“I was affected by it, but I thought we should’ve had the same kind of reaction when James Foley was beheaded, when San Bernardino and Paris occurred,” Ryan said in an interview with Katie Couric. “That’s the kind of reaction I had when those occurred.”
    Wait, is this where the debate is headed? Crying over murdered children is fine, but only if it’s accompanied by comparable reactions to violence Republicans consider politically salient?

    The GOP Speaker added, in reference to the president’s efforts to reduce gun deaths, “What I think he’s trying to do is distract from basically his failed policies.”

  6. rikyrah says:

    New Orleanian of the Year 2015: Leah Chase
    On the 50th anniversary of the Voting Rights Act, we salute a civil rights pioneer
    by Helen Freund

    January 04, 2016

    With its first issue of each year, Gambit honors a New Orleanian of the Year for all he or she has done for the city. This year’s honoree is a familiar one: Leah Chase, the pioneering chef who turns 93 this week and who still can be found working at her iconic Treme restaurant, Dooky Chase’s.

      Though many are familiar with Chase’s gumbo, greens and hospitality, her role in achieving equality for African-Americans is less discussed, at least by those who have bestowed upon her some of the nation’s highest culinary awards for her Creole cuisine.

      On this, the 50th anniversary of the Voting Rights Act of 1965, we honor Leah Chase for setting a particularly special table: one where much of the Southern civil rights movement was planned.

    You won’t see her memorialized in grainy black-and-white photographs of civil rights protests, holding up protest signs or sitting handcuffed beneath the scornful gaze of baton-wielding police officers. But in June 2014, when more than 100 veterans of the Louisiana civil rights movement gathered in New Orleans to commemorate the Freedom Summer and honor the civil rights activists of the 1960s, it was Leah Chase’s restaurant that everyone remembered.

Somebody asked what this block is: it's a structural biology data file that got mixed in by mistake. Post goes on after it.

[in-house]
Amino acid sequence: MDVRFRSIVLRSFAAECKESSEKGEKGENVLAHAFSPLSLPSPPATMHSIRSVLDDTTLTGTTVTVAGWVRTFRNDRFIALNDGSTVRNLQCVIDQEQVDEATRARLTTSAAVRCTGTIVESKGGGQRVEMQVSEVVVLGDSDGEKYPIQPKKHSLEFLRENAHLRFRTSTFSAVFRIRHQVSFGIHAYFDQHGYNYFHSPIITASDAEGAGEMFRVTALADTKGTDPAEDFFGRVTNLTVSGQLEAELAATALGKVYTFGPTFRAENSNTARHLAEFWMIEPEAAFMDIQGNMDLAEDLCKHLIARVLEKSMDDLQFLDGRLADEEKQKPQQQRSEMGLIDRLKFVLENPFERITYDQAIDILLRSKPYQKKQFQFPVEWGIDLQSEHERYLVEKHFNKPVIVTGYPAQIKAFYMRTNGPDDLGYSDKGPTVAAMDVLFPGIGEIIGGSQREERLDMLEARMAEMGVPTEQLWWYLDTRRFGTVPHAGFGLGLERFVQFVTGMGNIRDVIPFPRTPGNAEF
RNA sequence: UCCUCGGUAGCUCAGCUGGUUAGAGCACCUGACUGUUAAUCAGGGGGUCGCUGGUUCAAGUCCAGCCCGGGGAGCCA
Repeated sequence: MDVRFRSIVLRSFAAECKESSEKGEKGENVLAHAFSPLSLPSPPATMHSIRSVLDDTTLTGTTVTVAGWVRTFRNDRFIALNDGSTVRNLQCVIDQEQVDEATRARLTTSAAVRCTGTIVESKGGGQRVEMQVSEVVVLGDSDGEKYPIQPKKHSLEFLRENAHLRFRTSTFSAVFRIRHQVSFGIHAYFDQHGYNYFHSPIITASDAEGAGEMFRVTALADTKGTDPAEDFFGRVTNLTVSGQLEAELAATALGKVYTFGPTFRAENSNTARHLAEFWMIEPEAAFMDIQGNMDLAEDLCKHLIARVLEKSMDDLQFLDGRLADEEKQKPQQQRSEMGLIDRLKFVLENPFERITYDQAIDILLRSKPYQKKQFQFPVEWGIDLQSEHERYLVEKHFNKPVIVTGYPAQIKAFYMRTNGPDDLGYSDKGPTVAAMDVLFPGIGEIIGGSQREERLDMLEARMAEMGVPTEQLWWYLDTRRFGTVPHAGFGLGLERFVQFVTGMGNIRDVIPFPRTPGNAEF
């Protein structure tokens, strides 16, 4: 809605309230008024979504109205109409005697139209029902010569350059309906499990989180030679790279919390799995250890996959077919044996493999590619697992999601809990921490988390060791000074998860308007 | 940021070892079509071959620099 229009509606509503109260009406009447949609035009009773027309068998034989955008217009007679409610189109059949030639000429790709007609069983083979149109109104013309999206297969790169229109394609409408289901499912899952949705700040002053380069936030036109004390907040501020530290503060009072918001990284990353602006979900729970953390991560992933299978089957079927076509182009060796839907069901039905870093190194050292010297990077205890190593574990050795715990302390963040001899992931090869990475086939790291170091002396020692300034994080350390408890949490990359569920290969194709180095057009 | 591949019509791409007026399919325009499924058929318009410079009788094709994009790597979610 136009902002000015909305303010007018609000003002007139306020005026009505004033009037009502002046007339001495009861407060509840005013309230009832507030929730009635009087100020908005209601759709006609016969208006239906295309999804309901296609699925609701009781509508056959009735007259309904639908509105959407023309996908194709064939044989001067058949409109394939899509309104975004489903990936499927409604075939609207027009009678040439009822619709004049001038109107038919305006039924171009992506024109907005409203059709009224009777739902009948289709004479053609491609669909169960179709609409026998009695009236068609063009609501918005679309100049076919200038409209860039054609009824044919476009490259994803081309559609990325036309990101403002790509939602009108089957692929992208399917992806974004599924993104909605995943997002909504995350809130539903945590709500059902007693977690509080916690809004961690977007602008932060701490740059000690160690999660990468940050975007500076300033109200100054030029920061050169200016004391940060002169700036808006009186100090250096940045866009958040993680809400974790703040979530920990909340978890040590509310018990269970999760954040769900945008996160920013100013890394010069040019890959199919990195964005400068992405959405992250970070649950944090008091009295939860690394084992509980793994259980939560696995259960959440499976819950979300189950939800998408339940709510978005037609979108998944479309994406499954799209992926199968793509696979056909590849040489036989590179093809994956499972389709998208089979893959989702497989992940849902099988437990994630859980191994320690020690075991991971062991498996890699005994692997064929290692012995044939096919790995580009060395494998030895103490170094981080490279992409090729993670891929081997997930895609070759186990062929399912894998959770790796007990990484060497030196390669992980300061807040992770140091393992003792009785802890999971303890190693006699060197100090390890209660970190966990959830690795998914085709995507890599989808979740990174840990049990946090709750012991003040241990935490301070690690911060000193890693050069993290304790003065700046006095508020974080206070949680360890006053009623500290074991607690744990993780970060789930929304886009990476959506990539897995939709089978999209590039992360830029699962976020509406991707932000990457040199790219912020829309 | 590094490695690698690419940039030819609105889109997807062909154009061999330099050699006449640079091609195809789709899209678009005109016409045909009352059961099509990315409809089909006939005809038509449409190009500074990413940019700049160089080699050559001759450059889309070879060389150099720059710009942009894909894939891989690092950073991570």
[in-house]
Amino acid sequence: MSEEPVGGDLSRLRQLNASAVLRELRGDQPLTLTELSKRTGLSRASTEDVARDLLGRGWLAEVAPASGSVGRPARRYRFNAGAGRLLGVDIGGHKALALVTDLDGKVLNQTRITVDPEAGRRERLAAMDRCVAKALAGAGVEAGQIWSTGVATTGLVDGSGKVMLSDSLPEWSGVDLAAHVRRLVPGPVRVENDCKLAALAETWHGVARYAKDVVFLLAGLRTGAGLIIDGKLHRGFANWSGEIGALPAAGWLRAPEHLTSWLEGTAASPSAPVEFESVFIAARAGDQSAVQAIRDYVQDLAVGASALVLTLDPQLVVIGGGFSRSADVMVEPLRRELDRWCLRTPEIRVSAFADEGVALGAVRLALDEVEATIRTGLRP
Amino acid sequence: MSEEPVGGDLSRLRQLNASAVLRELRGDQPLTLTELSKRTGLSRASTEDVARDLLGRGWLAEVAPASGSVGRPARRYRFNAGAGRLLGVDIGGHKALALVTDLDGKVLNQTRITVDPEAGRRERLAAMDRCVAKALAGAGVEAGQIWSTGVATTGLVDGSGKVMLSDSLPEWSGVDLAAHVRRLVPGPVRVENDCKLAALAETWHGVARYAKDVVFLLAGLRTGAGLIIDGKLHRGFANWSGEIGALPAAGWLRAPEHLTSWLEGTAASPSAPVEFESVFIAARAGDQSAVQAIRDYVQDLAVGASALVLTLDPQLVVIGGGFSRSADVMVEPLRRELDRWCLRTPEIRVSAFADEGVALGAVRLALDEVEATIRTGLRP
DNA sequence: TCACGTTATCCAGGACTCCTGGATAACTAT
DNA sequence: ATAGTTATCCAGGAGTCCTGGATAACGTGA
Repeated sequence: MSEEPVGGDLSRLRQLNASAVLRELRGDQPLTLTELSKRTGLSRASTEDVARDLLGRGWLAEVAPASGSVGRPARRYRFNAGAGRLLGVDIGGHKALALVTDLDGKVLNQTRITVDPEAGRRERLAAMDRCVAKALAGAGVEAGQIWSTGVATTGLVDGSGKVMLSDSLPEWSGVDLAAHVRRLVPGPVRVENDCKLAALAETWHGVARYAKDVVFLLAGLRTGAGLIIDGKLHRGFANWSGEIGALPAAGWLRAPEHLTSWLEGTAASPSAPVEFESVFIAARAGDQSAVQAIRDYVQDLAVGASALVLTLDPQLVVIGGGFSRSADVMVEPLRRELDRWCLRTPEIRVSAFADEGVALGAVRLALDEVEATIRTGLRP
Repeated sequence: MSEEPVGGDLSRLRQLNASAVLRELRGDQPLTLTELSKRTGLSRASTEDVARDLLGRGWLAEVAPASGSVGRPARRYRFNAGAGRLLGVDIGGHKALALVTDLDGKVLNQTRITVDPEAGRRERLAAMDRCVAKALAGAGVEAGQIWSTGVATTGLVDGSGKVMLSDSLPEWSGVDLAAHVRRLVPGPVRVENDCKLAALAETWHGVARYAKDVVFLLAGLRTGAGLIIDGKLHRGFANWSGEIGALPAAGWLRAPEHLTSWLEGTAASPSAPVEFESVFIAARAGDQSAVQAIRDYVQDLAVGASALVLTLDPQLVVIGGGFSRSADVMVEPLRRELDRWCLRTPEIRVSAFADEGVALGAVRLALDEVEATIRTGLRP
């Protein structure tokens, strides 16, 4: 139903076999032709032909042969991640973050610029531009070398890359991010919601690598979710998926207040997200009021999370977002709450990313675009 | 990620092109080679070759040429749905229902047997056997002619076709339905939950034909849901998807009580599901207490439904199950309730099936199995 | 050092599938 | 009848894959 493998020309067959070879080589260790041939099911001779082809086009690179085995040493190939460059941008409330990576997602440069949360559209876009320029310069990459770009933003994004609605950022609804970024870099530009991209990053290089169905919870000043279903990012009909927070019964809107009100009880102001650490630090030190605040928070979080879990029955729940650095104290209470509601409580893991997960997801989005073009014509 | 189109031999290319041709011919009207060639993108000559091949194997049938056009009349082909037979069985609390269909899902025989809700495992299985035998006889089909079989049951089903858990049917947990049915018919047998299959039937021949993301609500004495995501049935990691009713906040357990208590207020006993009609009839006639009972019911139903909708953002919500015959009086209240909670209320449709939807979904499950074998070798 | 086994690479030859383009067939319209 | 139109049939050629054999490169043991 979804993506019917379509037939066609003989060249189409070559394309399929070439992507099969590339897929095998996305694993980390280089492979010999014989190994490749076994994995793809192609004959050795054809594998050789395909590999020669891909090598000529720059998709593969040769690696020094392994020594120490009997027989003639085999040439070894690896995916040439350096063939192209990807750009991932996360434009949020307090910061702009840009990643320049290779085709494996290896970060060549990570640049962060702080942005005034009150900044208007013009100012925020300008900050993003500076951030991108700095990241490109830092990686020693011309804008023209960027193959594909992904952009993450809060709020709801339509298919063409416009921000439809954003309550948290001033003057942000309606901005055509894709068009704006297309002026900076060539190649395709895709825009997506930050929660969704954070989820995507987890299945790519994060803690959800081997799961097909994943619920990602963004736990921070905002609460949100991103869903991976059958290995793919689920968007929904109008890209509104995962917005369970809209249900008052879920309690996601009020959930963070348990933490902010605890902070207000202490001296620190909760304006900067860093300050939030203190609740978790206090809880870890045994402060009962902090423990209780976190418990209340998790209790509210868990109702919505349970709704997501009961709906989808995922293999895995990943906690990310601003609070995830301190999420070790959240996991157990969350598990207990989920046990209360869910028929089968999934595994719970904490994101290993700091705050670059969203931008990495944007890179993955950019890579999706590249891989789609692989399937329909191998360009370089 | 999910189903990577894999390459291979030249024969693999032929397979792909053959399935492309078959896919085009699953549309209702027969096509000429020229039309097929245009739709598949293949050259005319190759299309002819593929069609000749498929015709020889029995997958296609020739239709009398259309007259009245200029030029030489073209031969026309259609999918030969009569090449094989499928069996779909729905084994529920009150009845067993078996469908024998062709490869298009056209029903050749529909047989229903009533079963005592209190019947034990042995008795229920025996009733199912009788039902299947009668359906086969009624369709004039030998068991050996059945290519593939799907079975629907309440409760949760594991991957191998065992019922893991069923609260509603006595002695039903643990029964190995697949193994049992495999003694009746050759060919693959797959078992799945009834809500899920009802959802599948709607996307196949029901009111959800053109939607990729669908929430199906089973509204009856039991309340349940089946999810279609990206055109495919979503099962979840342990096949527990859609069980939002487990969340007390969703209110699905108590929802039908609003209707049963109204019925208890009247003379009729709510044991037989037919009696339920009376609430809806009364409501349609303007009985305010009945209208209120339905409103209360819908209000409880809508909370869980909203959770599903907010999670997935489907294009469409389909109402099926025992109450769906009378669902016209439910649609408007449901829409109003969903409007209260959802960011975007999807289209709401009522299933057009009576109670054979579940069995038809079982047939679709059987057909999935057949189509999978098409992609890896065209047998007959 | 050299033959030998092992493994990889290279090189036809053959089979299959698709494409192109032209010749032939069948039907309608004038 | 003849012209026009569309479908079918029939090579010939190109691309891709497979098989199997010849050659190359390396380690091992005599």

”It was just a place where we felt safe,” recalled Doratha “Dodie” Smith-Simmons, a key figure in the civil rights movement who was a Freedom Rider and member of the New Orleans chapter of Congress of Racial Equality (CORE).

      ”For a lot of the people and students who came down here to work on voter registration, their fondest memory was of going to Dooky Chase’s for a meal,” Smith-Simmons says. “Because of what Leah and her husband did, people didn’t forget that.”

      2015 marked the 50th anniversary of the 1965 Voting Rights Act, a crowning achievement of the civil rights movement that prohibited racial discrimination in voting. Its passage came a year after the Civil Rights Act of 1964, and in the years leading up to both historic events, Dooky Chase’s became a well-known meeting place for leaders and activists.

  7. Ametia says:

    UH UH UH

    Witnesses to the police killing of Laquan McDonald were questioned for hours, threatened by officers and ordered to change their accounts to match the official Chicago police version of the shooting, attorneys for the teen’s estate say.

    The allegations are contained in more than 3,000 pages of recently released documents related to the case. The attorneys also allege that officers up the chain of command fabricated witness accounts to support officers at the scene who described the October 2014 shooting as justified.

    • Liza says:

      Chicago. You know, these folks think they can get away with doing this to people forever, then something changes. They aren’t ready and they keep digging their hole. I’ve changed my mind about Rahm Emmanuel. Instead of just resigning, maybe he belongs in a jail cell. Right now he’s “not available for comment.” We’ll see how well that works for him.

  8. rikyrah says:

    Exclusive: House Republicans recruited Carson for Speaker
    Jan 7, 2016

    House Republicans reached out to GOP presidential candidate Ben Carson in 2014 about replacing John Boehner as Speaker of the House, Carson told The Hill on Thursday.

    “They were looking for an alternative, they were looking for someone strong and courageous who might really be able to add some spine and some backbone,” Carson said. “I was very flattered that there were several members that thought I’d fit the bill very well, but I think it played out correctly the way that it did.”